As the global price of oil has continued to decrease, the oil and gas industry has experienced some significant collateral damage. In 2015, several big industry players, including Quicksilver Resources, American Eagle Energy, Sabine Oil & Gas, Hercules Offshore, Milagro and Saratoga Resources filed for Chapter 11 bankruptcy. Magnum Hunter Resources, Corp., one of Ohio’s long-time oil and gas players, just recently filed for bankruptcy in December of 2015. According to the Short-Term Energy Outlook released by the U.S. Energy Information Administration (EIA) on February 9, 2016, the price of crude oil will likely average $38.00 per barrel in2016.
It goes without saying that the industry will likely continue to face many challenges in the near future.
Like many other areas of practice, the oil and gas practice tends to be affected by the market of the industry in which lawyers practice. When oil and gas development in Ohio was at its peak in recent years, Ohio lawyers experienced increasing demand for assistance with leasehold acquisitions, title due diligence and litigation involving many different types of claims related to validity of lease terms and mineral ownership. With the downturn in the oil and gas market, Ohio lawyers should expect to continue seeing a shift in the legal landscape in the near term.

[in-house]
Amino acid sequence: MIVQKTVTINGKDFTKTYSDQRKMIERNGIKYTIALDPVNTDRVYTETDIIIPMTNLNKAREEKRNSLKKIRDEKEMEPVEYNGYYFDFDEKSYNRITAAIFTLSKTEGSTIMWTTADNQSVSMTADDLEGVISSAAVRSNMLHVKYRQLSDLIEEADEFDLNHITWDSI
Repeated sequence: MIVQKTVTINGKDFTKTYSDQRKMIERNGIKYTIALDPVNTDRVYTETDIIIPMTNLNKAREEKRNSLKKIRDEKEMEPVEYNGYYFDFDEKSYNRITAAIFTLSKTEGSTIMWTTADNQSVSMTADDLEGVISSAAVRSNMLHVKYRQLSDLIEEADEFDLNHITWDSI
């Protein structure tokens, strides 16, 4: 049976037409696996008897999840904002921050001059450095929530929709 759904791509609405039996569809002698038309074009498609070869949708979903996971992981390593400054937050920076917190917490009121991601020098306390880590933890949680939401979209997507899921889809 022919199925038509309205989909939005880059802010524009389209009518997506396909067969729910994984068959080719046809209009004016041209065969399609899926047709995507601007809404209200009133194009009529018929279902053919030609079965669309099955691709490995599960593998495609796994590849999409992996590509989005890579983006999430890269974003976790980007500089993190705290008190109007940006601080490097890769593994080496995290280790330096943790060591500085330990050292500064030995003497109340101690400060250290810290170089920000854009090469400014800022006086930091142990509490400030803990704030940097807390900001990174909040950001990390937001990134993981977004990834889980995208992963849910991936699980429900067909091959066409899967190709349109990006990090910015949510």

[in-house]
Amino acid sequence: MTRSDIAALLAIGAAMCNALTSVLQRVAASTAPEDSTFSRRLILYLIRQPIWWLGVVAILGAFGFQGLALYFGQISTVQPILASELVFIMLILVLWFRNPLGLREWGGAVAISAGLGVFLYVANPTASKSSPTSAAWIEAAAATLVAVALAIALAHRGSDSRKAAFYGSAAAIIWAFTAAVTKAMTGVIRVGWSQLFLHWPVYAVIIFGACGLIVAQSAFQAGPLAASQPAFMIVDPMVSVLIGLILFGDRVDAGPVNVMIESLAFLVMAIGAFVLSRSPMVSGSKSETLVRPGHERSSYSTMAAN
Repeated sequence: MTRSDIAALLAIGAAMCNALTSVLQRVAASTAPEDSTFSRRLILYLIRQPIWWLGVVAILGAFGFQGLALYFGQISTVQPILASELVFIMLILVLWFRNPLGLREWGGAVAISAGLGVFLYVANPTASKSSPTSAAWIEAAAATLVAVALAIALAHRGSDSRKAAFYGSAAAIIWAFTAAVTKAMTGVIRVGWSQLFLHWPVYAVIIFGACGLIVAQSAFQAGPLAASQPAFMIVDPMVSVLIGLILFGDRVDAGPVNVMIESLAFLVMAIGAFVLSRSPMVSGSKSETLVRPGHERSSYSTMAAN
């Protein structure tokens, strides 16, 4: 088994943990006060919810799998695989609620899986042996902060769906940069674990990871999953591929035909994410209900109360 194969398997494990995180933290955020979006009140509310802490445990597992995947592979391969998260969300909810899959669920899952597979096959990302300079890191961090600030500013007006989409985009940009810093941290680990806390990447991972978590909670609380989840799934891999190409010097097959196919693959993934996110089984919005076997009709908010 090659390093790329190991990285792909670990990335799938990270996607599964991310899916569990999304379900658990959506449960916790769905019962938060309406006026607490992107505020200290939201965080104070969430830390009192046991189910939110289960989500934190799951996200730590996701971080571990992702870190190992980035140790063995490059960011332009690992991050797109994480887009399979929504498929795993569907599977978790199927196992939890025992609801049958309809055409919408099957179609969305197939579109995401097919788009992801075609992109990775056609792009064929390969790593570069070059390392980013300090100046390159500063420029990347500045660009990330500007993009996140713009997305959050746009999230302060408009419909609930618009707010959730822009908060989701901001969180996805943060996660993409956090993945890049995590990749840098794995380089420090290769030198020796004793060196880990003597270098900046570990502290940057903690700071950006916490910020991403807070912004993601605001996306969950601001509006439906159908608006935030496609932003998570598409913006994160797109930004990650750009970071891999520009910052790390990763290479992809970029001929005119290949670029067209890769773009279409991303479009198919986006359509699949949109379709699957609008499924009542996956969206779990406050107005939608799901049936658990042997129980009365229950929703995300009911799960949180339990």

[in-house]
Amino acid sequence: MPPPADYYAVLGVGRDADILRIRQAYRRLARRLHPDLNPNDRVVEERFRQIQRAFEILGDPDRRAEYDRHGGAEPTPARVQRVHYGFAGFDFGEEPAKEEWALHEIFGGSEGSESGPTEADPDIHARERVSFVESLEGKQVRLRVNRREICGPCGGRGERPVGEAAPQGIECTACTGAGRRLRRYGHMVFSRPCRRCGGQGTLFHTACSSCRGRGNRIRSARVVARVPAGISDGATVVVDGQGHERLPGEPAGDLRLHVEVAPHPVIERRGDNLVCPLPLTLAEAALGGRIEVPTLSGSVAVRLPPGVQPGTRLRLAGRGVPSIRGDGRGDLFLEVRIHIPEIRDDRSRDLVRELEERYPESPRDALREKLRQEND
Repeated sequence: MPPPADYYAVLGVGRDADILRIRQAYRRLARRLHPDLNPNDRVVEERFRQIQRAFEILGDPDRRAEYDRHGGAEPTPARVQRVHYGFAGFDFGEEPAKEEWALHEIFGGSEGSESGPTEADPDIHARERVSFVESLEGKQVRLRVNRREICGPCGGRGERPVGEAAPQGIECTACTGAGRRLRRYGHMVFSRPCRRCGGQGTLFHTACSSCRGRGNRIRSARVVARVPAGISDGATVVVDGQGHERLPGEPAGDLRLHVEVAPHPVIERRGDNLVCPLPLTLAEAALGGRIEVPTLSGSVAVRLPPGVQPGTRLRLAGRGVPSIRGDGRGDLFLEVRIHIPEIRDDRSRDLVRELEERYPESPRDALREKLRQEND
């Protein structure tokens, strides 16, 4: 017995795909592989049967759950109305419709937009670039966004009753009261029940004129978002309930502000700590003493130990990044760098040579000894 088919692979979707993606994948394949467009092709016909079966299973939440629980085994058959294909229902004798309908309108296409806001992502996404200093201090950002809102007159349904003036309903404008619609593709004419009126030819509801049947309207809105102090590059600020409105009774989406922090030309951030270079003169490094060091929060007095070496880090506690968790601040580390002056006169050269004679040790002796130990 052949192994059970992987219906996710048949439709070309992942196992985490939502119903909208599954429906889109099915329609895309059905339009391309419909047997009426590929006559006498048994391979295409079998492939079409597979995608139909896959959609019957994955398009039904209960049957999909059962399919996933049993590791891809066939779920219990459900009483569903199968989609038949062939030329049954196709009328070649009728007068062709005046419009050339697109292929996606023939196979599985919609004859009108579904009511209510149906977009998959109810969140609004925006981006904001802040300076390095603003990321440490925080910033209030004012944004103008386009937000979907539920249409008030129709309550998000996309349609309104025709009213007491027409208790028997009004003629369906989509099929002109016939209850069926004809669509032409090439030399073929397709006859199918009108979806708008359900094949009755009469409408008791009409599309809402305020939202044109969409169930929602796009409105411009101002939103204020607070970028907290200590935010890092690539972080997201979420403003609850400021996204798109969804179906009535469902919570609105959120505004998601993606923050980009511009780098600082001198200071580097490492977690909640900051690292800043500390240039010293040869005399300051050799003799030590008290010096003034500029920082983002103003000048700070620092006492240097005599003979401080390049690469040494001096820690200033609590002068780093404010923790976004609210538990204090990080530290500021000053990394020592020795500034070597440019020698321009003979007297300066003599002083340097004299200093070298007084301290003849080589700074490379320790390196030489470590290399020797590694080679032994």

Top market-related developments oil and gas lawyers should expect to continue seeing through 2016:
1. More bankruptcies
Low oil and gas prices may continue to present solvency issues for oil and gas producers. As with the recession, creditors’ rights and bankruptcy attorneys should expect to see more and more producers and operators who seek assistance navigating mounting and unpayable debt.
To read more about navigating bankruptcy and insolvency, read John Brody’s blog, “Strategies to Manage Insolvency and Bankruptcy in the Oil and Gas Downturn.”
2. Less acquisition of new oil and gas leases
As companies slow operations and development, acquisition of new leases will likely also remain stagnant. Expect operators to focus on existing operations and lowering their budgets.
3. Increased litigation involving breach of contract for failure to pay royalties
In late-2015, Chesapeake was named as a defendant in more than one class action lawsuit involving claims relating to unpaid royalties. As landowners increasingly become more sophisticated, operators and producers must take care to comply with their contractual obligations in order to minimize exposure to costly litigation.
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